During this period, the number of sentenced offenders who were Hispanic nearly quadrupled and accounted for more than half (54%) of the growth in the total number of sentenced offenders. One reason all of these figures have risen so sharply is that immigration offenses, unlike most other criminal offenses, are exclusively under the jurisdiction of federal rather than state or local courts.
In 1991, three times as many Hispanics were sentenced in federal courts for drug crimes (60%) as for immigration crimes (20%). By 2007, that pattern had reversed; among Hispanic offenders sentenced in federal courts, 48% were sentenced for an immigration offense and 37% for a drug offense. The data for this report are from the United States Sentencing Commission's Monitoring of Federal Criminal Sentences data files for fiscal years 1991 through 2007.
Key findings of this report include:
Demographics of Sentenced Federal Offenders
Hispanics represented 40% of all sentenced federal offenders in 2007, the single largest racial and ethnic group among sentenced federal offenders. Whites constituted 27% of federal sentenced offenders and blacks 23%. The remainder (10%) are Asians, Native Americans and those whose race and ethnicity is indeterminate.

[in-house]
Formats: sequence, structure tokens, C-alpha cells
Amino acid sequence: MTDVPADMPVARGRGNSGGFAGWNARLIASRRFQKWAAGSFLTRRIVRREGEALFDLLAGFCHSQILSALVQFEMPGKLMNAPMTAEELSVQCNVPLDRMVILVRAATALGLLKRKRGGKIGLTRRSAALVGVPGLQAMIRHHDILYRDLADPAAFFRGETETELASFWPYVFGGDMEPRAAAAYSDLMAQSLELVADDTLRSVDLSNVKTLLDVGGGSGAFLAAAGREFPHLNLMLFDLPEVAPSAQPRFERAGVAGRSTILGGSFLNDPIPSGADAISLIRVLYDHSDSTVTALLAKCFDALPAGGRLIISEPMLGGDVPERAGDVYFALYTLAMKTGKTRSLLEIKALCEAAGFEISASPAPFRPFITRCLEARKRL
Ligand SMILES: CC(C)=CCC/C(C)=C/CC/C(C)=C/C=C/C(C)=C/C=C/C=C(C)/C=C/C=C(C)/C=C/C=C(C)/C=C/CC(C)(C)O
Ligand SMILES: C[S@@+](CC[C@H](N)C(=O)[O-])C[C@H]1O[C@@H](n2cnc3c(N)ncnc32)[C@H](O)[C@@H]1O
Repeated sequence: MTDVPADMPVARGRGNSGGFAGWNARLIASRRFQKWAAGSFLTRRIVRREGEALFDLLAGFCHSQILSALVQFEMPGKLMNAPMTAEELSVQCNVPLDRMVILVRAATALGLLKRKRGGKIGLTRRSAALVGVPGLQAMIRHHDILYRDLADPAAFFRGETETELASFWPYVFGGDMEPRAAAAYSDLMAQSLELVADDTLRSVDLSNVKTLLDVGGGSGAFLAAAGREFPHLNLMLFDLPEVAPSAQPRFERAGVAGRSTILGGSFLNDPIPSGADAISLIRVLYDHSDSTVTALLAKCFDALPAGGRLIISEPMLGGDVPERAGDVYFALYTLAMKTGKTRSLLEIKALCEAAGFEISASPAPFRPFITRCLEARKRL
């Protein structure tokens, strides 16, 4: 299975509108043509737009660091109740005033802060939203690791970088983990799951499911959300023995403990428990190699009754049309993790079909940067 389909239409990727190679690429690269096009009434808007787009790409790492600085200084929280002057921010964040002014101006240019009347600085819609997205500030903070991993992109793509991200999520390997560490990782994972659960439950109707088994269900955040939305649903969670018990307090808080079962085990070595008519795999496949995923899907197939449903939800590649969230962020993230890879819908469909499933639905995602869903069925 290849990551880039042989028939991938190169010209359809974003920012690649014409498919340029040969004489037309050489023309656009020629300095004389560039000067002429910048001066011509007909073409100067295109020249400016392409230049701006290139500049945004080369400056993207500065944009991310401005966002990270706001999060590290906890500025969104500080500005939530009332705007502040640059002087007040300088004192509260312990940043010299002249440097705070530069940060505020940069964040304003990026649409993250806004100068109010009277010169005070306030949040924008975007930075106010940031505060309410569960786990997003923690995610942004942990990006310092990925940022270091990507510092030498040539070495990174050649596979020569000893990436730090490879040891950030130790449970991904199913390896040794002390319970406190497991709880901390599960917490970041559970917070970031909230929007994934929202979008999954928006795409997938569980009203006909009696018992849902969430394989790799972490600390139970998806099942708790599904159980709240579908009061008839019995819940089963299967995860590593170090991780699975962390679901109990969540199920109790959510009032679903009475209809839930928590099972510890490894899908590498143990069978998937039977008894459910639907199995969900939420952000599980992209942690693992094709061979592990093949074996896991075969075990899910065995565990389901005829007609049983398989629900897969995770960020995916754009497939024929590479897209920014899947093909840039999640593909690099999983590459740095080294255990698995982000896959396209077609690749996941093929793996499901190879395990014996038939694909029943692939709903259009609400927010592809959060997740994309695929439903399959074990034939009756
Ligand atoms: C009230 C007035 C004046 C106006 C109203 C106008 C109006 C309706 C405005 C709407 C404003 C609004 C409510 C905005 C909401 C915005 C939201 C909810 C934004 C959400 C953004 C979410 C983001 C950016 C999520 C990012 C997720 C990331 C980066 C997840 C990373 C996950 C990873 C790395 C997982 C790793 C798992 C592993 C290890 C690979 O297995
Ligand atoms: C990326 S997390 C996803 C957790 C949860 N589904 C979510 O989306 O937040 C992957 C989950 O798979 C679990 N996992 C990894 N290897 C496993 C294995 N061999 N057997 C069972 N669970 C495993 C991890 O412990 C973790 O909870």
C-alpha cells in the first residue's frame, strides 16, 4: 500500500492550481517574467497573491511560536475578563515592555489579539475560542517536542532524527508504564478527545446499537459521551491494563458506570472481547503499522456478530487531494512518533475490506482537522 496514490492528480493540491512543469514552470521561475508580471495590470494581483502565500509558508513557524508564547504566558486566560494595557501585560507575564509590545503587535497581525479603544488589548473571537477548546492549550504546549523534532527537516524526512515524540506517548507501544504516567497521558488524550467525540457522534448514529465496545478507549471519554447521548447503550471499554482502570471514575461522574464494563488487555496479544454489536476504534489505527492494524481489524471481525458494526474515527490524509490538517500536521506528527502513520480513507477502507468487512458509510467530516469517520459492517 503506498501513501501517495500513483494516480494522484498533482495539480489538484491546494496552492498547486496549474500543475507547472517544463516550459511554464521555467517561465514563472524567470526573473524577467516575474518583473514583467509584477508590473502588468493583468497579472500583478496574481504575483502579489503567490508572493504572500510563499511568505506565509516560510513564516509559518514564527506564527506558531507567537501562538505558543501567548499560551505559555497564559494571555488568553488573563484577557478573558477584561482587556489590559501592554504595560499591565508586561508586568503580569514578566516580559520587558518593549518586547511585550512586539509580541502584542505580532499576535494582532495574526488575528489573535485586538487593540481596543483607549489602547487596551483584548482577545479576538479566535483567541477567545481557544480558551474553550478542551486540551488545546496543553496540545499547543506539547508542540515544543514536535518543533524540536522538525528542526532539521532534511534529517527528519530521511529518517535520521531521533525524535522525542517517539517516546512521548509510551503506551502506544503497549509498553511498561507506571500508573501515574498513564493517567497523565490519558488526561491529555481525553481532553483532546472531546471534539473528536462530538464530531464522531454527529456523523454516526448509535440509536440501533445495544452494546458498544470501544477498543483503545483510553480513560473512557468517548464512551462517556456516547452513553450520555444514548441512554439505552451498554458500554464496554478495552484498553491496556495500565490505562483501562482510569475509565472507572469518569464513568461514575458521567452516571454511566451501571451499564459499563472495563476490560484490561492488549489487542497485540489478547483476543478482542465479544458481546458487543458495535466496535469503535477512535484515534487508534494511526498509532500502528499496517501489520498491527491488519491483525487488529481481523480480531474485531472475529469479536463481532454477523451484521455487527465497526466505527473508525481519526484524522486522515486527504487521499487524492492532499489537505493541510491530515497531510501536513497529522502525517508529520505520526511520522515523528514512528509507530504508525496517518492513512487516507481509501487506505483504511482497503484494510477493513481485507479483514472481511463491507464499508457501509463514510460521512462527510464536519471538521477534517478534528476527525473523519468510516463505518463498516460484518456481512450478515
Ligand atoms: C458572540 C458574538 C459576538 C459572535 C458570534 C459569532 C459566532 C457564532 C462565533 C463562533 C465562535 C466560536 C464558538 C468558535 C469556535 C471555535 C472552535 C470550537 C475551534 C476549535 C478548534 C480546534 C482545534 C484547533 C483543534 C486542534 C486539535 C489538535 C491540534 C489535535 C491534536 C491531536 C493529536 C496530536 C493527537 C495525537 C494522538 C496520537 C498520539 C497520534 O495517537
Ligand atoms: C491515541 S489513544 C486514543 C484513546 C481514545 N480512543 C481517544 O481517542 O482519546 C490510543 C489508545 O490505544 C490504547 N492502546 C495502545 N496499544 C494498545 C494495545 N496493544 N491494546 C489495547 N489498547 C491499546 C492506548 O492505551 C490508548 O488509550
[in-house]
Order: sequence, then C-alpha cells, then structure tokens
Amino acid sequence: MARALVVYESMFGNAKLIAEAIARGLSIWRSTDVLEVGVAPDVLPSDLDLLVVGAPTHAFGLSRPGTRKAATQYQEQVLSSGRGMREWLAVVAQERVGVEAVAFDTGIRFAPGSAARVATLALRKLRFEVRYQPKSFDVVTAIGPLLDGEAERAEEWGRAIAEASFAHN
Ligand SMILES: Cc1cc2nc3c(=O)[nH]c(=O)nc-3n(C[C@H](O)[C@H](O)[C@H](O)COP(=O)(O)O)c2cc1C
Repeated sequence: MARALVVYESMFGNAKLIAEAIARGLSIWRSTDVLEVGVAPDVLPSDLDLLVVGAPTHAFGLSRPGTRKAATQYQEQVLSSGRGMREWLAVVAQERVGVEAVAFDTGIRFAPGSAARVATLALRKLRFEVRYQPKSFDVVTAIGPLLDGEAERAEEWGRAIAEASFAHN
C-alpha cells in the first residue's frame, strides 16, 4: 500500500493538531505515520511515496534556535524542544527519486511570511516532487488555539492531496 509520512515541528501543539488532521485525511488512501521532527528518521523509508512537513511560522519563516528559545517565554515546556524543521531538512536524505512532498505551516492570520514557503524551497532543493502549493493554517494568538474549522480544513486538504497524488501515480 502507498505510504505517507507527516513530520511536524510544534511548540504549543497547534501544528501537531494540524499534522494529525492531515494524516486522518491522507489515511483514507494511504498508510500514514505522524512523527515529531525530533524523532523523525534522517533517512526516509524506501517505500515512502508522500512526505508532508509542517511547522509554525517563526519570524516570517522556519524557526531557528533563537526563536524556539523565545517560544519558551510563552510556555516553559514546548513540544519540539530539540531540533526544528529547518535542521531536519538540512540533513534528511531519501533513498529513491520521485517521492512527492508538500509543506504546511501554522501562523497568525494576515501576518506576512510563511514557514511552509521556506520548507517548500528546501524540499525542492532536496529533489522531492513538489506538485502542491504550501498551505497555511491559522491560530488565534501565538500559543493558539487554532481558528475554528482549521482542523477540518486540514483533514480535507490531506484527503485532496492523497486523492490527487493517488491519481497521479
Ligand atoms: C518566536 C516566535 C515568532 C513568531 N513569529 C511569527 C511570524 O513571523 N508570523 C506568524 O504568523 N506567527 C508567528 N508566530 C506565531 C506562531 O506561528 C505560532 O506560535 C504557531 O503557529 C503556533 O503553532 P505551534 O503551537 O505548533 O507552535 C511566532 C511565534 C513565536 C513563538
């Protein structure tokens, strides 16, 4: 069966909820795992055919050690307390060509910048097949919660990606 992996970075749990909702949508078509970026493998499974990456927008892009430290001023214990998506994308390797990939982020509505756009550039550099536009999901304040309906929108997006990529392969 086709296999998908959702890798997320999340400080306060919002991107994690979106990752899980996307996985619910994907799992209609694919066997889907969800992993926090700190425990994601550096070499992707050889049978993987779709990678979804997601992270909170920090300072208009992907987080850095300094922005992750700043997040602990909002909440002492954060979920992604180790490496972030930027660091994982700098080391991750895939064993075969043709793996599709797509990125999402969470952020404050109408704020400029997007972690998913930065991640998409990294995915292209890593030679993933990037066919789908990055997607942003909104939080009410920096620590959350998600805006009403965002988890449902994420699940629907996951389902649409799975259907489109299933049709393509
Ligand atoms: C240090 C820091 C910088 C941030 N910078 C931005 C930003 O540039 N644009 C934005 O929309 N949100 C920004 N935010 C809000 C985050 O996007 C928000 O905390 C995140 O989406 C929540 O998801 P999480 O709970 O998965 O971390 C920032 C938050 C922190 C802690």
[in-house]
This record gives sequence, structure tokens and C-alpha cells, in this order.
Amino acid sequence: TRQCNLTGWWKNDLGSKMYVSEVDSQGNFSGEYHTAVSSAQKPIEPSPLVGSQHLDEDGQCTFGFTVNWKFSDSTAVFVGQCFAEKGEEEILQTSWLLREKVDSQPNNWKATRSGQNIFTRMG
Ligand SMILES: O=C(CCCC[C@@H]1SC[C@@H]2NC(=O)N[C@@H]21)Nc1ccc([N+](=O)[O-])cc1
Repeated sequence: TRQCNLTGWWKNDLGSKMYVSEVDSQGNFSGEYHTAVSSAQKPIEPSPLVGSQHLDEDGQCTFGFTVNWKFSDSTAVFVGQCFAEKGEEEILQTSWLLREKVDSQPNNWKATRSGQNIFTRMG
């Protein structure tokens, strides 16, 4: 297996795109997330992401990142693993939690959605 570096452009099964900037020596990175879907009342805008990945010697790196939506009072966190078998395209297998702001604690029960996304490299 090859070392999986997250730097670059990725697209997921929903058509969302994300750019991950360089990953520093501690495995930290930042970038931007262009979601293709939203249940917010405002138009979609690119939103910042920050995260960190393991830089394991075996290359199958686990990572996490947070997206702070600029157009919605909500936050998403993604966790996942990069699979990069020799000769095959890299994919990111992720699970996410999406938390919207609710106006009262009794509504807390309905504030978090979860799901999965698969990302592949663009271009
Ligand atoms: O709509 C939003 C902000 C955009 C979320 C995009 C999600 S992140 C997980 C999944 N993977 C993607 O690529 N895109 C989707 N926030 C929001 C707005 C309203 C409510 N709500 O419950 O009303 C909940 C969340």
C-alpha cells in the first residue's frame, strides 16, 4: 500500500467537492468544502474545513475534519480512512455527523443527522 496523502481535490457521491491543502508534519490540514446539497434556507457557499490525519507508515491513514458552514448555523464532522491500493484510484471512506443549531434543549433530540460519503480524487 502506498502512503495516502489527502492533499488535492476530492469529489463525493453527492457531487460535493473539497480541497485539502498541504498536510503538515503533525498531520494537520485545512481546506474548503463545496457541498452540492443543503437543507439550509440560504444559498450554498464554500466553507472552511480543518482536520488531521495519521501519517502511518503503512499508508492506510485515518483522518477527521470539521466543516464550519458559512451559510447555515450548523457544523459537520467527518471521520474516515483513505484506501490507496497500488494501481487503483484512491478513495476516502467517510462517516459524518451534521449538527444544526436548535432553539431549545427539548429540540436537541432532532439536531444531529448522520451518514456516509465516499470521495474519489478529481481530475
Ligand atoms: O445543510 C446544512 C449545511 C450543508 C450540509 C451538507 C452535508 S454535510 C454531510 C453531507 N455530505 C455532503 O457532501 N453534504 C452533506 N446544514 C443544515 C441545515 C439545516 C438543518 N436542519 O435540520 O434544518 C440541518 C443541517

More than seven-in-ten (72%) of Hispanics sentenced in federal courts in 2007 did not hold U.S. citizenship. They accounted for 29% of all federal offenders in 2007.
Latino offenders who did not hold U.S. citizenship represented a greater share of all Latino offenders in 2007 than in 1991 -- 72% versus 61%. Between 1991 and 2007, the number of Hispanics sentenced in federal courts nearly quadrupled (270%), rising faster than the number of offenders sentenced in federal courts over this period and accounting for 54% of the growth in the total number of offenders.